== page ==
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Presentation on theme: "SOHA HASSOUN COMPUTER SCIENCE TUFTS UNIVERSITY Mentors and Advisors CRA-W Graduate Cohort: 2011."— Presentation transcript:


2 Tufts

3 Soha Hassoun Education BS, South Dakota State University, 1986. MIT, 1988 PhD, University of Washington, Seattle, 1997 Professional Positions 1998-present @Tufts; joint appointment in the Department of Electrical and Computer Engineering. Professional Service IEEE Transactions on Computer-Aided Design, associate editor ACM/SIGDA advisory board member IEEE/Council on EDA, member Technical Program co-chair for the Design Automation Conference, etc..

4 My Research Area Electronic Design Automation (EDA) Understand new technology challenges (FinFETs, 3D Integrated Circuits, Carbon nanotubes) and developing automation tools and design guidelines Bio-Design Automation At the intersection of systems biology, synthetic biology, metabolic engineering, and computer science Provide computational methods to re-engineer biology with the same rigor as we do for integrated circuits

5 Advanced degree == research Need an Advisor/Mentor At some point in your graduate career, you need to find a research adviser/mentor How do you do that? What is important about the process and that choice?

6 What is a Research Advisor? Learning to do research - Apprentice relationship: Explains, shows and helps you do research Find a research problem Get proper background: literature, skills at critical reading and understanding Apprentice research – How to identify problems worthy of Ph.D. How to tackle problems Organize and write papers & proposals Give talks

7 What is a Mentor? A Mentor acts as advocate for your professional & personal development as well as research develops and lasts over an extended period of time provides help, advice, contacts, and information provides encouragement and acts as advocate Research advisor may or may not be a mentor

8 Need both, or more If adviser not a mentor, need to find one – or more Could be in department or not Could be in research area but in different university or industry Can have more than 1 mentor Finding a research advisor that is also a mentor is ideal, but you can find a mentor elsewhere!

9 Expectations from the combination of advisor and mentor Beyond research: Help build confidence – encouragement Help with networking Conferences, workshops, email Helps prepare you for talks Helps prepare you for interviews Helps with funding

10 Finding an Advisor Two important components The research The personality

11 It takes sustained work in an area There are many hurdles to get over But the rewards are amazing!!! You need a research area/topic that you truly enjoy and can have passion about You need an advisor that will help you achieve your potential Doing a PhD is not easy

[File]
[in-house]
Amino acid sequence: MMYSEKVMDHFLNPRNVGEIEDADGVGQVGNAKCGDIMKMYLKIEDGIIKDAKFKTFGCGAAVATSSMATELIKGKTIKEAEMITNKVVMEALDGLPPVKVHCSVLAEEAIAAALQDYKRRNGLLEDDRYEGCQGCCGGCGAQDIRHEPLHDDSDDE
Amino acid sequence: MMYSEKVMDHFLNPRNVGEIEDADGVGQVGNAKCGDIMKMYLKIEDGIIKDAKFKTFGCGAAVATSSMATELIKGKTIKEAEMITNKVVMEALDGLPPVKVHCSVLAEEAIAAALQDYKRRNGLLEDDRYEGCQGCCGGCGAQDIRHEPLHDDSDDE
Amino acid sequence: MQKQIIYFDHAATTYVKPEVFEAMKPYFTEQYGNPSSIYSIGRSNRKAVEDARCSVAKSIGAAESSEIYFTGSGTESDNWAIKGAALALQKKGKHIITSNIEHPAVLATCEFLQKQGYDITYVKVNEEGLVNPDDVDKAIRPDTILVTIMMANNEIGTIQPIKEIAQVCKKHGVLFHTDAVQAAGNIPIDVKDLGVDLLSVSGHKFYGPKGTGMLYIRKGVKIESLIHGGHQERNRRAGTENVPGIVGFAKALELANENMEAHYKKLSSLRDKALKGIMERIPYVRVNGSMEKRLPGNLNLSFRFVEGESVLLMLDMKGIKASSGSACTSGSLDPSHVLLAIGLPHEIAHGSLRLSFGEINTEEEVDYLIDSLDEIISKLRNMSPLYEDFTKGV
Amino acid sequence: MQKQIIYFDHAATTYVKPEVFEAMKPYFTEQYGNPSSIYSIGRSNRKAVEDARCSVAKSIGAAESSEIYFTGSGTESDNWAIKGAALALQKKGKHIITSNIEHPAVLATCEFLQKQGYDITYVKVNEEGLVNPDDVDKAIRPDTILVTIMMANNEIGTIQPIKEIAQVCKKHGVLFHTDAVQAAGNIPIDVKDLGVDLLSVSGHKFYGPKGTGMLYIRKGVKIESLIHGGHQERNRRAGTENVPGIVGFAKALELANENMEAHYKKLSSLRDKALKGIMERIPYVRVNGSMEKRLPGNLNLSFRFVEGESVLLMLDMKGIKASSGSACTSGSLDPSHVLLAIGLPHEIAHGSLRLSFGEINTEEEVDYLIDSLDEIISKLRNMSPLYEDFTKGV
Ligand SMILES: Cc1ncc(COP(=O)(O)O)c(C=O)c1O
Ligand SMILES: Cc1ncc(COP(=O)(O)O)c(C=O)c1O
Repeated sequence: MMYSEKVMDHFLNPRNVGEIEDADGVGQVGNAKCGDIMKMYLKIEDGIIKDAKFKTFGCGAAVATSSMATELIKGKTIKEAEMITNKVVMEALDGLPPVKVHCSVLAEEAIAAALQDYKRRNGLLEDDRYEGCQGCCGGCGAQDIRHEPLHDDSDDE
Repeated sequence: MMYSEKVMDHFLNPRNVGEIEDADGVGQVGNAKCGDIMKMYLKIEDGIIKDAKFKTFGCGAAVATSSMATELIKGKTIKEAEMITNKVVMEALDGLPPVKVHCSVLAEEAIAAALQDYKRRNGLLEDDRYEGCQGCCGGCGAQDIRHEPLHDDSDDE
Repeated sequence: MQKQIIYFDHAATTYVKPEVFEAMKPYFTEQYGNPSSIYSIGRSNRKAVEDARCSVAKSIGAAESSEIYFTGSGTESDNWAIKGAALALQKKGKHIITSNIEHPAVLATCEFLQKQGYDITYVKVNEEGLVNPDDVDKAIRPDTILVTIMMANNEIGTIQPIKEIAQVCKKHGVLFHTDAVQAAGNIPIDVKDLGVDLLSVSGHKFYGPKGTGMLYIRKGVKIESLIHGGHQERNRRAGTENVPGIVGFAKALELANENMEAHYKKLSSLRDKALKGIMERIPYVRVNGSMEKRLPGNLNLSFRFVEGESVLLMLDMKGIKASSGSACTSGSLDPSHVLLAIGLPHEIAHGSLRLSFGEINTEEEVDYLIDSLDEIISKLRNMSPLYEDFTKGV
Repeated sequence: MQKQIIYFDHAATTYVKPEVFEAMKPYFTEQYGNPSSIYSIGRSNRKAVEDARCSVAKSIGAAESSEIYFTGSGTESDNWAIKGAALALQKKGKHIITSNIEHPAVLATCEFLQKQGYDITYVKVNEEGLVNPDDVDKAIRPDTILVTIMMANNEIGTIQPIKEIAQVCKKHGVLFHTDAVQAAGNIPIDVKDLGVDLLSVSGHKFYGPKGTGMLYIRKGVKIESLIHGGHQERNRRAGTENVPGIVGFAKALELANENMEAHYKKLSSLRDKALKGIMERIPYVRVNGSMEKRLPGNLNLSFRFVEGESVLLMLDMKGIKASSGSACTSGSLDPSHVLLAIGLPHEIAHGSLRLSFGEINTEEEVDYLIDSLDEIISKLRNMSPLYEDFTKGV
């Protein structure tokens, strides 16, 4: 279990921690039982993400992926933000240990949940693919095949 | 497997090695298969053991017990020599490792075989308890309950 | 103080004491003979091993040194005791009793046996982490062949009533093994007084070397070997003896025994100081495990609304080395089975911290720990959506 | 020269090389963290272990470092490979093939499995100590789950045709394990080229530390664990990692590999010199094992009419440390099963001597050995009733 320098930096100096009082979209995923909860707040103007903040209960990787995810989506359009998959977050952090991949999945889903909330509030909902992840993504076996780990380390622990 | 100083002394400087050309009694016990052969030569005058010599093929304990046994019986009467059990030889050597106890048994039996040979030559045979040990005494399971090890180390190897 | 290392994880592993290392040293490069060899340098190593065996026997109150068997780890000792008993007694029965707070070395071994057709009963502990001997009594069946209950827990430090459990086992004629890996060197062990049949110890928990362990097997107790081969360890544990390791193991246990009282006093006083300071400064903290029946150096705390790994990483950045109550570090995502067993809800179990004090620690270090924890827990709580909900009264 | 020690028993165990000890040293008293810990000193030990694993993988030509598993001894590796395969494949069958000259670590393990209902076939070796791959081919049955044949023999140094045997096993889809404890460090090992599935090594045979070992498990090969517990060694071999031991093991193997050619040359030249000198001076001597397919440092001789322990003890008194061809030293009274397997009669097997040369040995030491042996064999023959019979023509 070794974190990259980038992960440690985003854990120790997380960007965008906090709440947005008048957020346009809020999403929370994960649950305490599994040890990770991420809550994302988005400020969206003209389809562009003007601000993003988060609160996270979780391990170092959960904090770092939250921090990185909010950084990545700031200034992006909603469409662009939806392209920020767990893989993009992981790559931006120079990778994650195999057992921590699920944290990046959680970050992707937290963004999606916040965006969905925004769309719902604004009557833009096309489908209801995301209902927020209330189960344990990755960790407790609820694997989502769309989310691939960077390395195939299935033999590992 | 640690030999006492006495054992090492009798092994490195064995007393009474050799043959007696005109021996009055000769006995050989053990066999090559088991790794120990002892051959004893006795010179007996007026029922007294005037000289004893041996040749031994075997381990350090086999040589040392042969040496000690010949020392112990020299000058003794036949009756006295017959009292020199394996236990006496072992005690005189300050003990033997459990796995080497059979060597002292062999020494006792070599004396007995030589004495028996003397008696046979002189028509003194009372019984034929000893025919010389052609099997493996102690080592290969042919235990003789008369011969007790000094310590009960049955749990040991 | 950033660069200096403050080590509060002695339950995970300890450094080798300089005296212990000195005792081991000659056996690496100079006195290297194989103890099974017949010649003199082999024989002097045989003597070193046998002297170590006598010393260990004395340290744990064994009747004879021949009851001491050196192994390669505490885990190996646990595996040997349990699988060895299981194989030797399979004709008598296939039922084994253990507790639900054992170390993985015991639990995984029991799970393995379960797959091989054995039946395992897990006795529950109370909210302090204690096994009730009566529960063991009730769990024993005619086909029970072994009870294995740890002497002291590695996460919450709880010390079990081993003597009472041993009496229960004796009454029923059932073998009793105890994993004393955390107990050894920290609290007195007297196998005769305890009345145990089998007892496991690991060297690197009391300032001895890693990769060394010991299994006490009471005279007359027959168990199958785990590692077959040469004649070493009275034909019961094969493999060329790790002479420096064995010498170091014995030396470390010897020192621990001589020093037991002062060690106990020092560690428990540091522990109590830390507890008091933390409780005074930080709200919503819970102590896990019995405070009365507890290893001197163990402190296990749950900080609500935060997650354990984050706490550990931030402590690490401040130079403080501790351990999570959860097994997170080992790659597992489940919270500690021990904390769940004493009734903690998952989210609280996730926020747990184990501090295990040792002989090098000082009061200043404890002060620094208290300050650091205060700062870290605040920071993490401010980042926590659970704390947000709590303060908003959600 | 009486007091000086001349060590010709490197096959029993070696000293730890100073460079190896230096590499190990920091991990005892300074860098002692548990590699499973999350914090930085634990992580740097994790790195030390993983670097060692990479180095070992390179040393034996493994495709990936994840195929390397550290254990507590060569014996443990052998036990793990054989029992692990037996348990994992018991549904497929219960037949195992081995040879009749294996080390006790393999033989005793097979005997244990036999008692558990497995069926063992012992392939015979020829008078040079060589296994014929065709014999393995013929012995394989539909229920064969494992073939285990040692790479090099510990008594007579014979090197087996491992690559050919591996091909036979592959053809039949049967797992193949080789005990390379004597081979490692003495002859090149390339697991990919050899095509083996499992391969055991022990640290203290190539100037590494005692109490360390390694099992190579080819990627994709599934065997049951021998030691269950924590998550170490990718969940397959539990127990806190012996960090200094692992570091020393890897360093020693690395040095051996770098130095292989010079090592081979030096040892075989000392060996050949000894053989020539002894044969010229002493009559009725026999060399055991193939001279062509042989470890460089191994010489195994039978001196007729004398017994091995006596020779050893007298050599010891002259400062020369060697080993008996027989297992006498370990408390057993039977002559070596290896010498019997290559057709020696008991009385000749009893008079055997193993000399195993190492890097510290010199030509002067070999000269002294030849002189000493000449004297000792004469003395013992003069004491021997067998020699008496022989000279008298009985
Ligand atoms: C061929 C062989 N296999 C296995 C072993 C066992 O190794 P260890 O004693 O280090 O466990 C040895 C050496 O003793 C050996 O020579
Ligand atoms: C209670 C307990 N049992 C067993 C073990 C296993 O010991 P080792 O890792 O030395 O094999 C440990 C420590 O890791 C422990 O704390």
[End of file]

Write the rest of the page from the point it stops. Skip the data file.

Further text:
12 Where are you now? Best case situation: you know what research you want to do before you even choose your school In this case: you dont shop for a school, you shop for an advisor

13 Dont know your research area? You need to shop for one – but you should consider advisor personalities as you do so How? Take classes Talk to professors Do projects with professors Talk to other students about the faculty

14 Finding/evaluating an adviser Is the person in a research area you like? Is the persons work current and relevant? Funded? Where published? How many students does she supervise? How long does it take students to finish? What is the placement of past students? Are students given responsibilities? How responsive is adviser? How long to return written materials? How accessible? How helpful?

15 Finding/evaluating an adviser How much freedom does the student have? Learn to do research – find problems Does the adviser publish with students? What is the order of names? Who presents the papers that are co-authored? Does the person take students conferences and help with networking? Are the persons work habits compatible with own?

16 How to find out Look at facultys web page TALK to current and past students! Work on a small project with her/him Take a class from faculty member

17 Advisor/Student Relationship Not one size fits all! There needs to be a match for you What motivates you Praise/criticism? What is your working style Groups (what size) versus alone Pressured or relaxed? One track or multi-task? Quiet or hustle and bustle?

18 Barriers to good mentoring Faculty member doesnt have enough time to devote to mentoring Being too busy is not acceptable Faculty member and student are in competition with each other Faculty member and student lack personal experience with people of different backgrounds Trust/Respect is not there – different agenda Communication problems - listening Unrealistic expectations

19 Do and Donts Do Listen and consider advice of adviser Talk to adviser if have a problem in research Make sure you are getting what you need from an adviser Talk to adviser if not satisfied Dont Criticize your adviser in public Get too involved personally with adviser – including intimate relationship

20 It doesnt always work out Sometimes an advisor/advisee dont work out together The earlier this can be identified, the better off you are Be honest and open about any problems May need to simply find another advisor! Funding implications? Hard feeling? (hopefully not!) Dont bad mouth your advisor even if you switch

21 Advisor/Mentors Advisors and Mentors – very special people in your life. Relationship will have lasting effects on your career and your life A Mentor relationship(s) grow over time – and may be found in unexpected places These are important relationships and having a match is something that takes some thought. Take the time to do it right!

22 Thanks to others who came before me for the deck of slides!! Mary Lou Soffa, 2007.. And beyond..

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